Although the socioecosystem concept has been converged on by diverse scientific fields and is included in the agendas of some conservation and development organizations (Ravera 2005, Viota Fernández and Maraña Saavedra 2010, Fischer et al. 2015), it barely figures in policy documents (Garmestani and Benson 2011, MADS 2012, Pisano 2012, Galán et al. 2013; see also http://www.sd-network.eu/), and no socioecosystem-based public policies have yet been implemented anywhere (Challenger et al. 2014).
In Mexico, as elsewhere, political and conceptual tensions exist between the environment sector and other sectors (e.g., agriculture, mining) and tiers of government (e.g., some state governments subsidize livestock production in federal protected areas), and even between agencies within the sector, hampering effective policy implementation (Leff 2002, Domínguez 2002). Nevertheless, environmental policy has evolved, influenced by international developments, from a narrow focus on resources in the 1980s, e.g., fish, lumber (SEGOB 1983a), to a more integrated, ecosystem-based management today, e.g., sustainable fisheries and forest management, environmental impact assessment, etc. (SEGOB 1996, 2007). However the ecosystem approach, as defined by the Secretariat of the Convention on Biological Diversity (2004), to which Mexico is party, has not been written into law or policy (Challenger et al. 2014; see also http://docplayer.es/46112580-Que-entendemos-por-enfoque-ecosistemico.html#download_tab_content). The policy attributes we identified as characteristic of the socioecosystem approach could help to alleviate these conceptual tensions and omissions, while also addressing other factors limiting policy success.
The perceived advantages of the socioecosystem approach have led to a concerted effort by academics in Mexico to raise its profile, spearheaded by the Mexican Long Term Ecological Research Network (Maass et al. 2008, 2010a), supported by the government’s National Commission for the Knowledge and Use of Biodiversity (CONABIO). This includes a chapter proposing socioecosystem-based environmental policy in a key 2012 book on Mexico’s development (Maass 2012), the same year in which the socioecosystem concept was first mentioned in a policy document on climate change adaptation (INECC-SEMARNAT 2012). There followed a book coedited by CONABIO and the Ecosystems Research Centre of the National Autonomous University of Mexico (UNAM; Galán et al. 2013), Mexico’s first symposium on socioecosystem management (Martínez Ramos 2014), and a related monograph (INECC 2014). Besides contributing to research, such initiatives help build consensus in academic and government circles for the adoption of socioecosystem-based public policy (Castellarini et al. 2014).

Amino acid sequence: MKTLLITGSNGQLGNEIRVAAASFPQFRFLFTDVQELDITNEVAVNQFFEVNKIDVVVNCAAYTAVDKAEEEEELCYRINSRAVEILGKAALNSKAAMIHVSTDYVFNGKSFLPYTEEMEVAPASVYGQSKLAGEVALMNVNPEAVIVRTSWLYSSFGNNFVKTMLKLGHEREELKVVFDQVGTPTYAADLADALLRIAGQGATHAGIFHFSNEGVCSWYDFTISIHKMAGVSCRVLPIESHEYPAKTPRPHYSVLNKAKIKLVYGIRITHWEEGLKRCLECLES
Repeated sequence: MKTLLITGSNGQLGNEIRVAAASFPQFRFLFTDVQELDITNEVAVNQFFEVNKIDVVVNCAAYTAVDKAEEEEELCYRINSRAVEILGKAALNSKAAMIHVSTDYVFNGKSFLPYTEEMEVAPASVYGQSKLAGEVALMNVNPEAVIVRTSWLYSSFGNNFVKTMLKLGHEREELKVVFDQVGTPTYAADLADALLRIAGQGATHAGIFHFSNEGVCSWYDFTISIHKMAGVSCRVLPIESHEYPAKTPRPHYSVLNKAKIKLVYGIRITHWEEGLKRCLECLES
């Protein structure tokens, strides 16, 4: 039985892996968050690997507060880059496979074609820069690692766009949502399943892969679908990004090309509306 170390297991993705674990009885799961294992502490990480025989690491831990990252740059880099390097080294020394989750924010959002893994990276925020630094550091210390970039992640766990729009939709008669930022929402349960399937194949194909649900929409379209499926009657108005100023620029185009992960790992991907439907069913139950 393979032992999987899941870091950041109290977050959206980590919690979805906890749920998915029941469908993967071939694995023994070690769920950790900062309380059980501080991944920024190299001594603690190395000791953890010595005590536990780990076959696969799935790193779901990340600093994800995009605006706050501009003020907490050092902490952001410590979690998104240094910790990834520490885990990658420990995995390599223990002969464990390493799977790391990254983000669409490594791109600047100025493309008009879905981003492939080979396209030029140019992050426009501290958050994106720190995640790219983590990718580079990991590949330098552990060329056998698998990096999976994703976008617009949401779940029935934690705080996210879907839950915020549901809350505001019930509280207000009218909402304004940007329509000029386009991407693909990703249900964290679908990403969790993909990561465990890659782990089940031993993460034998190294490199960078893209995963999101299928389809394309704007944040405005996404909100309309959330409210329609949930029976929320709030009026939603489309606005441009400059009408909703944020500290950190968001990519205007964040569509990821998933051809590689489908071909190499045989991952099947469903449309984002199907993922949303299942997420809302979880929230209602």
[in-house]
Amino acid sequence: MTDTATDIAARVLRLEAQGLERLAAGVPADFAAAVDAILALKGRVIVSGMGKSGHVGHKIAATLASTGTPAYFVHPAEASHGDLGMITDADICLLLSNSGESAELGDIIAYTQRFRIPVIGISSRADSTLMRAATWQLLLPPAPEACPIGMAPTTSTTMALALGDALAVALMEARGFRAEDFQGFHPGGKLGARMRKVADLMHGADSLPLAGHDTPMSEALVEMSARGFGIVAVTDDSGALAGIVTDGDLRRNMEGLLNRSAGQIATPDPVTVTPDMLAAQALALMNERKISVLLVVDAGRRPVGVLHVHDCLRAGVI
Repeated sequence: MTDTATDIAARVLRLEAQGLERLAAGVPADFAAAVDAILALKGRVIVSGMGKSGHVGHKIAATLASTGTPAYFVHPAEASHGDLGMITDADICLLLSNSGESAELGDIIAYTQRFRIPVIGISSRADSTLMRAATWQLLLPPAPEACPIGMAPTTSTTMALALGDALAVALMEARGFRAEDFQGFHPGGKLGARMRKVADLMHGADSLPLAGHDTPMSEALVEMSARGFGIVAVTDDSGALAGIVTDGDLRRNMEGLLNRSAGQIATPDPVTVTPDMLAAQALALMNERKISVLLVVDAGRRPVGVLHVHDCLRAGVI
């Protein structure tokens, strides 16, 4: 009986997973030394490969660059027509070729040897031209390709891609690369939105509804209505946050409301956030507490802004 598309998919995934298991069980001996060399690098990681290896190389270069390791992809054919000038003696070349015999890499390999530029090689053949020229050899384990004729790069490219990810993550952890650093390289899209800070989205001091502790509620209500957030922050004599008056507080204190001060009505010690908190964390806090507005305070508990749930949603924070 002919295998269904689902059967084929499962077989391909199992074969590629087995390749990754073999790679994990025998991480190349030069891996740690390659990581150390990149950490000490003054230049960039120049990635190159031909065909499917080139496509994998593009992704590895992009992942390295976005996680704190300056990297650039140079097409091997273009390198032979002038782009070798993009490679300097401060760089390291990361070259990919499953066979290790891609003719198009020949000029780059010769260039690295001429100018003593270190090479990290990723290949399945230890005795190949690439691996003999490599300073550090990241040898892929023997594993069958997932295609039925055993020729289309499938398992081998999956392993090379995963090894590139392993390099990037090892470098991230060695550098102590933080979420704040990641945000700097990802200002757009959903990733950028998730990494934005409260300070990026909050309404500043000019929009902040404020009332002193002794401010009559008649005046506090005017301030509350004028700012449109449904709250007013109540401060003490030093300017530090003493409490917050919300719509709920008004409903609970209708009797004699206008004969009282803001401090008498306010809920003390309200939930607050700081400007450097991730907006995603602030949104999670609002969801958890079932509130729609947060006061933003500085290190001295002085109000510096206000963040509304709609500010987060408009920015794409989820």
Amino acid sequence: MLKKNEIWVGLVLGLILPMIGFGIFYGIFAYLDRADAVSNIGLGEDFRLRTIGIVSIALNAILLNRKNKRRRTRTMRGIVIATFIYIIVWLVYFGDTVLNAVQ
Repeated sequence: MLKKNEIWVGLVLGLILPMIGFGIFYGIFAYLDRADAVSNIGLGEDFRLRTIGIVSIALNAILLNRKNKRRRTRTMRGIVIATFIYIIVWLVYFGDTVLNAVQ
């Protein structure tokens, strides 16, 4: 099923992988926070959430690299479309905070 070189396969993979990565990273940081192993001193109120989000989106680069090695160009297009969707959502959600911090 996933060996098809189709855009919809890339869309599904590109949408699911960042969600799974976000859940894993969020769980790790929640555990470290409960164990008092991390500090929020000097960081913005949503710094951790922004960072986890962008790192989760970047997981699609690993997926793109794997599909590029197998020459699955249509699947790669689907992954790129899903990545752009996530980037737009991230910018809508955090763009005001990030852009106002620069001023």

We explored the receptiveness (or otherwise) of government officials to the socioecosystem concept as a basis for policy. Fieldwork was conducted to gain an insight into the expert opinion of those directly involved in formulating and implementing environmental policy in Mexico. Given that no public policies for managing socioecosystems have been implemented anywhere to date (Challenger et al. 2014), and in Mexico, as elsewhere, the socioecosystem concept is unlikely to be familiar to government officials, it is not possible to ask directly. It was thus decided to elicit their opinions based on a brief definition of the socioecosystem concept and a description of what the socioecosystem approach might bring to public policy. This was done after indirectly obtaining their opinions on those policy attributes characteristic of the socioecosystem approach (Table 1), some of which are, to a degree, integral (individually or as subsets) to the policies for which the experts are responsible (Challenger et al. 2014). Further enquiry was made into the factors or contexts that facilitate or obstruct deployment of these policy attributes in the process of policy formulation and implementation, and their effects on policy outcomes.
The areas of expertise of the consulted officials took into account a previous study to determine which of Mexico’s federal environmental management policies have the most affinity with the socioecosystem approach. The study examined five policies, each having a territorial management function, as with any future socioecosystem-based policy, their spatial definition based on ecological criteria, established in law (Challenger et al. 2014). These policies are similar to those with comparable aims in other countries (Fig. 2):
To build on this precedent, 20 experts were selected from among current or recently retired government officials responsible for formulating or implementing these five policies, four from each. Results are mediated by the fact that each is an expert primarily in her or his own policy, which could imply that their responses are somewhat value laden regarding the reputations of these, although an insignificant net bias is assumed. Even so, we performed an exploratory analysis of the coded expert response data to evaluate any possible influence relating to the experts’ characteristics or the institutions they represent. Using R, we applied agglomerative hierarchical clustering, principal component analysis (PCA, summarized in Biplot graphs), and a classification tree (R Core Team 2017).